Mitch Bailey


With the passage of the 1976 Copyright Act, sound recordings fixed prior to February 15, 1972 remained under the protection of the state copyright laws where the works were registered. Some incredible culturally significant songs were fixed before February 15, 1972, including songs from “The Beatles, The Supremes, Elvis Presley, Aretha Franklin, Barbara Streisand, and Marvin Gaye.” To date, state law protects the owner’s rights without interference from federal law, including the Digital Millennium Copyright Act (“DMCA”).

Given its location, the Second Circuit significantly influenced the development of intellectual property law in the United States, especially copyright law. Many businesses where intellectual property rights are “key assets, or at the heart of an endeavor,” are concentrated in the greater New York City metropolitan area. Implementing a reasonable application of the DMCA safe harbor provision is thus important for copyright law, but more specifically, the music industry in New York City and other metropolitans in the United States.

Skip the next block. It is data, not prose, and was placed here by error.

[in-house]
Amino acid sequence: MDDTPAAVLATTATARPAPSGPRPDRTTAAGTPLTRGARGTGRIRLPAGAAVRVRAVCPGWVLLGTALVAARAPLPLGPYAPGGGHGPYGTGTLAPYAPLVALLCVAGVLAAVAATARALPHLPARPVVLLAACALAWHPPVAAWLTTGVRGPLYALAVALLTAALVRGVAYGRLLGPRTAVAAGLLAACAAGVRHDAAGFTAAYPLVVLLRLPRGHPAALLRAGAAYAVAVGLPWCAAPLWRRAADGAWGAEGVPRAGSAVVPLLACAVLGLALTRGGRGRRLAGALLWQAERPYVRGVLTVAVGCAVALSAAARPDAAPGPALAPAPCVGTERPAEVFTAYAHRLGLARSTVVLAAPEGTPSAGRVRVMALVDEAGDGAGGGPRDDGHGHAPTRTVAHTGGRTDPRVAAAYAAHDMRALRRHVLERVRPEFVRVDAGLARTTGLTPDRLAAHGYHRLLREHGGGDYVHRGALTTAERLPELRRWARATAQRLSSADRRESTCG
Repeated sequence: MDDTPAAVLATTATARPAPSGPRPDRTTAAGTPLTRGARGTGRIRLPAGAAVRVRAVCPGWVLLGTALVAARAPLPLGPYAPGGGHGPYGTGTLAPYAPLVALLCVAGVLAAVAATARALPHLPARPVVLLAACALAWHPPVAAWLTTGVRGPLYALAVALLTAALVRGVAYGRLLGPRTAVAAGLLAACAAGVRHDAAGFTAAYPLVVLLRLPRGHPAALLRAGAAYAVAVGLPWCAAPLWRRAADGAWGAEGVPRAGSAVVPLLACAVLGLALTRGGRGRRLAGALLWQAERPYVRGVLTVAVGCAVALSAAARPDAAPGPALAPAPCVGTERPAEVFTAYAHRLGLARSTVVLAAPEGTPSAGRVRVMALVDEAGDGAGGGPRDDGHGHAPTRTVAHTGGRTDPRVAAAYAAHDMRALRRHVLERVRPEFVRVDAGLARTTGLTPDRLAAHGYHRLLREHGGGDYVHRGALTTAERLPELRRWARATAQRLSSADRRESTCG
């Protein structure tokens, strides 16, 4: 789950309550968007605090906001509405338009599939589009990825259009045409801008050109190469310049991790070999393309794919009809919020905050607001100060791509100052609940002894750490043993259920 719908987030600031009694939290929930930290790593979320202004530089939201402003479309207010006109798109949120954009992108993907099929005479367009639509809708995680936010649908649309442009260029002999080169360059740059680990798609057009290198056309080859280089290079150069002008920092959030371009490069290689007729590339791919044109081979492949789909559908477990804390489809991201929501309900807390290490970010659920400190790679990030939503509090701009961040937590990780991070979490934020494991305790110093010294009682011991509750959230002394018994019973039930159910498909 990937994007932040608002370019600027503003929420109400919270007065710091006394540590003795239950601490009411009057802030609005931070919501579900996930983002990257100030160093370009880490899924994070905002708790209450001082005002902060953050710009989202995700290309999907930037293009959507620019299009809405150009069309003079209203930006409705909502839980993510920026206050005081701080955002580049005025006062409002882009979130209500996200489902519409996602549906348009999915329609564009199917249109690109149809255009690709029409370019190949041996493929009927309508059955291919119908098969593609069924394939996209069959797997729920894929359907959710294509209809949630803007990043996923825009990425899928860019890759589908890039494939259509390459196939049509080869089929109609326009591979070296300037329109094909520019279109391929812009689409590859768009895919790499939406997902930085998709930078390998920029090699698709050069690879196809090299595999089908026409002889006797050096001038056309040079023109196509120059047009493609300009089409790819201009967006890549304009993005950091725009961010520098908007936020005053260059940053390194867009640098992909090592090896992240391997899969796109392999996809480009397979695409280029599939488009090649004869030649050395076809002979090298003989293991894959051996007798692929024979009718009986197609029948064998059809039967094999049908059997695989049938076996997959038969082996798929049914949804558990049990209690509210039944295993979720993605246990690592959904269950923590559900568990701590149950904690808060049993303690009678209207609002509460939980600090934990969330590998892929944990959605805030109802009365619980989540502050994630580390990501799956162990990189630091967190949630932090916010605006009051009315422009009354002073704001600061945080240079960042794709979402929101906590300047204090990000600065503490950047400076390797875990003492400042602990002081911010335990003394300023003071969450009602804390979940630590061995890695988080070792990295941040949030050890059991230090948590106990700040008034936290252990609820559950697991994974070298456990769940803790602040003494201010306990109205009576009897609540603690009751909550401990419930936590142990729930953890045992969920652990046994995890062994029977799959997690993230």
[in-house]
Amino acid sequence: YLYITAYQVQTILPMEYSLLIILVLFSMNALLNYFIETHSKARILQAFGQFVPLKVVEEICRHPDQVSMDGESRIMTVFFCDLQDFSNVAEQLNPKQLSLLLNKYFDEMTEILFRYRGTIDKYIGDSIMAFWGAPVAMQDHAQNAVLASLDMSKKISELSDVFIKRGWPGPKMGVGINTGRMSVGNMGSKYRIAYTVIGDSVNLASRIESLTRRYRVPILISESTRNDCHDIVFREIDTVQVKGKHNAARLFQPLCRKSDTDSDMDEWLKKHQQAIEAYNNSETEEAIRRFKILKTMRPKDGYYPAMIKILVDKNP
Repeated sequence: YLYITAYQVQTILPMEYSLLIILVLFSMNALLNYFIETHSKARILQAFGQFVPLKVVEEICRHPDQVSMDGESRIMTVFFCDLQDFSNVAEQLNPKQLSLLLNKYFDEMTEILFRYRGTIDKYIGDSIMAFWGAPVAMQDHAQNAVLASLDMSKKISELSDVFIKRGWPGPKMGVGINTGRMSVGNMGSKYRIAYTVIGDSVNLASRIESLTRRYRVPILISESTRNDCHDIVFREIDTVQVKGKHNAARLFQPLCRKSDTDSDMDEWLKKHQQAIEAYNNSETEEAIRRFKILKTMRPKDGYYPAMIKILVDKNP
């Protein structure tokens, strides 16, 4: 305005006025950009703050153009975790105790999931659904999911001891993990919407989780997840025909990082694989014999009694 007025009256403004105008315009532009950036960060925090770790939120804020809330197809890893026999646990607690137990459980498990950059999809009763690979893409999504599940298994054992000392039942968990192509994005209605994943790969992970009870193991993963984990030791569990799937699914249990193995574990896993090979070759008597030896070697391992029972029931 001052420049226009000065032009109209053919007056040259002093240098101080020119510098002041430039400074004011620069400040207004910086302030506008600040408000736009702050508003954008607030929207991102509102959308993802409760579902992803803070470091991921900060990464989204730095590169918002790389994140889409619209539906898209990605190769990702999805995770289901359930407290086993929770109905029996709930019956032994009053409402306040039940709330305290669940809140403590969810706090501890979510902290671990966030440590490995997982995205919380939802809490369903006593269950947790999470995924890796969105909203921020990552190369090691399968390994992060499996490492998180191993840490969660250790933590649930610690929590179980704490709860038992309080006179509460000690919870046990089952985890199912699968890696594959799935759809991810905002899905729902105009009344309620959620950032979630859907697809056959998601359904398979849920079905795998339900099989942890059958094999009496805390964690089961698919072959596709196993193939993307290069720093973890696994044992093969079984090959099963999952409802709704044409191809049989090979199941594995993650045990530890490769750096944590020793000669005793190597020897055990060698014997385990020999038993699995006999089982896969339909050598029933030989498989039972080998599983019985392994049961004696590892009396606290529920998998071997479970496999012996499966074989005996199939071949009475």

This comment focuses on the Second Circuit’s interpretation of the Copyright Act of 1976. Section II offers background for the analysis that follows. Section III focuses on whether “red flag” knowledge must pertain to the particular work being sued over in the suit and whether a service provider gains “red flag” knowledge just by looking at infringing work. Section IV examines the intra-state split between the New York Appellate court, First Department, and the Court of Appeals for the Second Circuit on the issue of whether the DMCA safe harbor is applicable to sound recordings fixed before February 15, 1972. Section V discusses the balance needed between the obligations of Internet service providers and copyright holders. In the conclusion section, I look at favorable positions in answering these issues regarding the DMCA safe harbor provisions. Ultimately, I conclude that this issue warrants attention from the Supreme Court.